Following its purchase in 2015 of the power branch of French engineering firm Alstom, General Electric put in place a vast tax avoidance scheme involving subsidiaries in Switzerland and the US state of Delaware to syphon off hundreds of millions of euros that would otherwise have been subject to taxes in France, according to an investigation by Mediapart’s online partner newsroom Disclose. What’s more, the scheme appears to have had the blessing of the French economy and finance ministry.
US group General Electric (GE) last month announced it would axe more than 1,000 jobs from its energy arm in France, most of them at its gas turbine plant at Belfort, in the north-east of the country, which it bought from French firm Alstom in 2015. The news, which notably came two days after the European elections in France, caused uproar among trades unions and local politicians, and follows GE’s payment of a 50-million-euro fine earlier this year for failing to honour its pledge, when it acquired Alstom’s energy division, of creating 1,000 jobs by 2018. Mediapart has obtained the contract inked by GE and the French state in November 2014 which set the terms for the sale of the Alstom business, and it reveals that the US group has also failed to honour other commitments towards its operations in France.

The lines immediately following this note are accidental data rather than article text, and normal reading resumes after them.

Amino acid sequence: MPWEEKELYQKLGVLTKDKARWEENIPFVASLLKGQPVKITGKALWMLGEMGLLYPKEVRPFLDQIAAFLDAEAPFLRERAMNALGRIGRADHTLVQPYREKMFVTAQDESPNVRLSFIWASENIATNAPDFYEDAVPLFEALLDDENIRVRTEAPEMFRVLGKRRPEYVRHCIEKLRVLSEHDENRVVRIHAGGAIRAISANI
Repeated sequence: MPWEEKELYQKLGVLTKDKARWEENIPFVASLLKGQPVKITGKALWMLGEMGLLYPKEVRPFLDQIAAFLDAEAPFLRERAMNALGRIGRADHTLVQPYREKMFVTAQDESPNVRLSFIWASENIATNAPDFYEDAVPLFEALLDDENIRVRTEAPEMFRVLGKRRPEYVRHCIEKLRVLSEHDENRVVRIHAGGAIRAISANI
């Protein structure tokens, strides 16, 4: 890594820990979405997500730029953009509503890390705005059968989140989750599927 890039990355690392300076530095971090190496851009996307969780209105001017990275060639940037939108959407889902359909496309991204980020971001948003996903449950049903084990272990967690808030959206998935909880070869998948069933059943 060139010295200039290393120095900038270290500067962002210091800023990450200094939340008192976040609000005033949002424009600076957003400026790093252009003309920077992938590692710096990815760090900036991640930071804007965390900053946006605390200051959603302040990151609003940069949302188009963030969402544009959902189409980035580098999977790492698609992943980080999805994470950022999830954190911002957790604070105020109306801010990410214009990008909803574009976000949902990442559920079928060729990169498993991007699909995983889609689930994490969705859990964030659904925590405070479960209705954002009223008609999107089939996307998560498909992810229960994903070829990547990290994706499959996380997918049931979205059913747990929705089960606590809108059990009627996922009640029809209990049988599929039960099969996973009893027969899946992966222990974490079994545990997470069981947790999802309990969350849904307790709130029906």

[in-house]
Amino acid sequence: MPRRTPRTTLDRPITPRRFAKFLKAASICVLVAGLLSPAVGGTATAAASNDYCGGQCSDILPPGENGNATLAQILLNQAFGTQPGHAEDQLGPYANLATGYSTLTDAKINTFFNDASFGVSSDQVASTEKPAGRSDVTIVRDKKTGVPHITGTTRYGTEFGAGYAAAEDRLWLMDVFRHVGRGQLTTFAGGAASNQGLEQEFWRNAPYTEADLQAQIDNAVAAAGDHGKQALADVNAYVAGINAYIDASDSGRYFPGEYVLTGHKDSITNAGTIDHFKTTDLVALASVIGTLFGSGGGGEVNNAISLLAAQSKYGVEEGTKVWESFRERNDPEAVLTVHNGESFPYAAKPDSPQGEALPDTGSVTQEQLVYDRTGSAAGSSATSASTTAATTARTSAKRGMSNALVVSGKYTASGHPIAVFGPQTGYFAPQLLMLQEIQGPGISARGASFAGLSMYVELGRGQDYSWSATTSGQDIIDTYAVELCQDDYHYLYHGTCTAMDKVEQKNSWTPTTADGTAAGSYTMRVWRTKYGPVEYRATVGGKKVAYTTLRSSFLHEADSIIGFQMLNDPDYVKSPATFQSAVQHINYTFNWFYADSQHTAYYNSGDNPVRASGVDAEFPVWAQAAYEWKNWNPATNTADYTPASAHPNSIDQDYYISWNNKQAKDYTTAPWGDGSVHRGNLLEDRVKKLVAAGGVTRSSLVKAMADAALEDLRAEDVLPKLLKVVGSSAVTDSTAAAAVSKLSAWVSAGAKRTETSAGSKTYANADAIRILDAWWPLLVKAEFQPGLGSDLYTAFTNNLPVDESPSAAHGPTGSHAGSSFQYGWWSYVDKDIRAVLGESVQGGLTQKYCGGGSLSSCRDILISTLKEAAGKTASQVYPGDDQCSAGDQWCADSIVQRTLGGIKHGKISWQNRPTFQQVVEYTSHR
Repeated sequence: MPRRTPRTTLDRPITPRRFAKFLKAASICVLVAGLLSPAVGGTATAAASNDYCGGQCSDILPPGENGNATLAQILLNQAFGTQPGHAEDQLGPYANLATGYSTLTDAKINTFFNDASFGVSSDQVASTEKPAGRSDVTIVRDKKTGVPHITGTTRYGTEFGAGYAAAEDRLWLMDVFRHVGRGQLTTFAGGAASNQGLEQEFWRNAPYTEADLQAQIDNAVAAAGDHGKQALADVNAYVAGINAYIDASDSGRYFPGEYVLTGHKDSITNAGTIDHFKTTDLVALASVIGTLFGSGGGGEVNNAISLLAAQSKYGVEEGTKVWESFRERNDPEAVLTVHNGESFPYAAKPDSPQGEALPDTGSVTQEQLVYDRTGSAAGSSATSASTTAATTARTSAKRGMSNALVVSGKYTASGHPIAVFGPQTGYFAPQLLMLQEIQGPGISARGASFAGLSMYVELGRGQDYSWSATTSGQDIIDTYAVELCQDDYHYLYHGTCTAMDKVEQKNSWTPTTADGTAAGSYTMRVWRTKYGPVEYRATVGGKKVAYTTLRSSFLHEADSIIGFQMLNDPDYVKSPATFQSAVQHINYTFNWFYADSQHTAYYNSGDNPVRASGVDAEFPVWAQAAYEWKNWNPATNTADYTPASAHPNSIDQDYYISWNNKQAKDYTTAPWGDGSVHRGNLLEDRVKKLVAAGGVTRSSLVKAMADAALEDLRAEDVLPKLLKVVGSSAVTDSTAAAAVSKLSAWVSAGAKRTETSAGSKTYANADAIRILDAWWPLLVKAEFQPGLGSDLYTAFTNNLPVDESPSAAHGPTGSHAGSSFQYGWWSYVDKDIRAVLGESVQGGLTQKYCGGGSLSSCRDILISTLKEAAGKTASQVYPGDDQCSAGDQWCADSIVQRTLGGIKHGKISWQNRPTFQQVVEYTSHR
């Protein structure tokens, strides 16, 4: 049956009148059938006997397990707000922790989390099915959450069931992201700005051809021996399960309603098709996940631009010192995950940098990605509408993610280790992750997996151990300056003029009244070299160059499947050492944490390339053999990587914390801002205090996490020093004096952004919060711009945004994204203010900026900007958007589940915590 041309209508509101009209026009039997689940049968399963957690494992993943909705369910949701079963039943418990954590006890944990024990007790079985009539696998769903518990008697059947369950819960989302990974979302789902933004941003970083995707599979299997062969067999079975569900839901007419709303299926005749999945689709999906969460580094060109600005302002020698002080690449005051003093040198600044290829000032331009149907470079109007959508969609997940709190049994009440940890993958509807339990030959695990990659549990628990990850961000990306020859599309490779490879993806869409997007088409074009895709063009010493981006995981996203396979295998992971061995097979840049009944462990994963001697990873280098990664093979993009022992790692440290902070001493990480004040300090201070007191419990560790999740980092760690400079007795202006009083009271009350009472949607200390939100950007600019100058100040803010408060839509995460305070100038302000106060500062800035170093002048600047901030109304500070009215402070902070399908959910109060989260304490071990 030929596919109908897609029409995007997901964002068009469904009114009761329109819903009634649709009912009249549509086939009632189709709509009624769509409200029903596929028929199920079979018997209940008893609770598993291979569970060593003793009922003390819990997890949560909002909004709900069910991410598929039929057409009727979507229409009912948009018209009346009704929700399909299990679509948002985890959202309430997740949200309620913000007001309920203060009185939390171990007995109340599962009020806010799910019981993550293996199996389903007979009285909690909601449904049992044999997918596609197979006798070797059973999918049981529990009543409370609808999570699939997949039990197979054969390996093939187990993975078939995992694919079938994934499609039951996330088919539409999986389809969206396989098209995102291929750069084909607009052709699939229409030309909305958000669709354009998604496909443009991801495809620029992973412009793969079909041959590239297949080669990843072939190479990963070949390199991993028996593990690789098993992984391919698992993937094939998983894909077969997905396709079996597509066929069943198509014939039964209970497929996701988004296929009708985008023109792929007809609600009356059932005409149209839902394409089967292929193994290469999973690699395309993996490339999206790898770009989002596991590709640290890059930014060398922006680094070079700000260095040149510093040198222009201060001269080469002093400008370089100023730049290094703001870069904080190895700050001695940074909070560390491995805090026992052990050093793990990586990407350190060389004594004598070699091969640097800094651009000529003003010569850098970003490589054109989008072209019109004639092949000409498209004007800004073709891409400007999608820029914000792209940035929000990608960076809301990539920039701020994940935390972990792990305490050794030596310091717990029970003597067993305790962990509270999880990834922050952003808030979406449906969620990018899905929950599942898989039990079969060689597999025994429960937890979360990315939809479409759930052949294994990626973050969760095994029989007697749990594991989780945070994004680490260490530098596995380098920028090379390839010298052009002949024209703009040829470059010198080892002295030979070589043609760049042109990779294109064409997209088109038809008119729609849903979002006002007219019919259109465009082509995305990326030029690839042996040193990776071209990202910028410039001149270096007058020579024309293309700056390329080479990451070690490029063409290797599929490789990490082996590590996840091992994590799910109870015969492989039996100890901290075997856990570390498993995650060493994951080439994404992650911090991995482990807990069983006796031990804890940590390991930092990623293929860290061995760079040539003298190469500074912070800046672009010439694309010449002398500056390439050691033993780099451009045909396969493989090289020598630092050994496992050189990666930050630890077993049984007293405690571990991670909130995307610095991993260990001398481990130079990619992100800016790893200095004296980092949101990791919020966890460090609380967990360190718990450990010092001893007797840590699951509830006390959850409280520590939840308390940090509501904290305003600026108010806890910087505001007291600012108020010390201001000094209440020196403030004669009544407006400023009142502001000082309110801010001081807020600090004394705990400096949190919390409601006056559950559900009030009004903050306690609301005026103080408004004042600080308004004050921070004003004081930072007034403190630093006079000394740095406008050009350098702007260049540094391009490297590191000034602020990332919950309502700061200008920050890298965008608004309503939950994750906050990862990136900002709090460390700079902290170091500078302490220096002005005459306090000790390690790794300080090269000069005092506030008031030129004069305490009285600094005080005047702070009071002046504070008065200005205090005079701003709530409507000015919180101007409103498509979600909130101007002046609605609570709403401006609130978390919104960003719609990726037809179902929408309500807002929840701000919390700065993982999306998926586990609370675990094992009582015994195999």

In the immediate aftermath of the European elections, in which the ruling centrists lost to Marine Le Pen's far-right party, the French government has had to deal with impending job losses at three major industrial sites. It is, argues Martine Orange, the outcome of a deliberate policy by President Emmanuel Macron: the massive and organised destruction of French industry. Mediapart's finance and business writer says that as a result France runs the risk of being trapped permanently in austerity and unable to forge an industrial future for itself.
US corporation General Electric faces fines of 50,000 euros for every job it promised but has failed to create after its purchase in 2014 of the energy arm of French engineering company Alstom, labour minister Muriel Penicaud has said.
Alstom CEO said the company will go ahead with closure of manufacturing at its historic train-building plant, affecting 400 staff, despite President Hollande's pledge to do 'everything' to halt the plan.
Just a few weeks ago the chief executive of French company Alstom suggested that the group had no alternative but to sell its energy section outright to American firm General Electric. But then the economy minister Arnaud Montebourg stepped into the fray and brokered a deal, agreed last weekend, that offers considerably better prospects for one of France's flagship companies. And in doing so, says Martine Orange, the minister has not only scored a personal political victory, he has also shown that the state is not always powerless to intervene on the industrial landscape.
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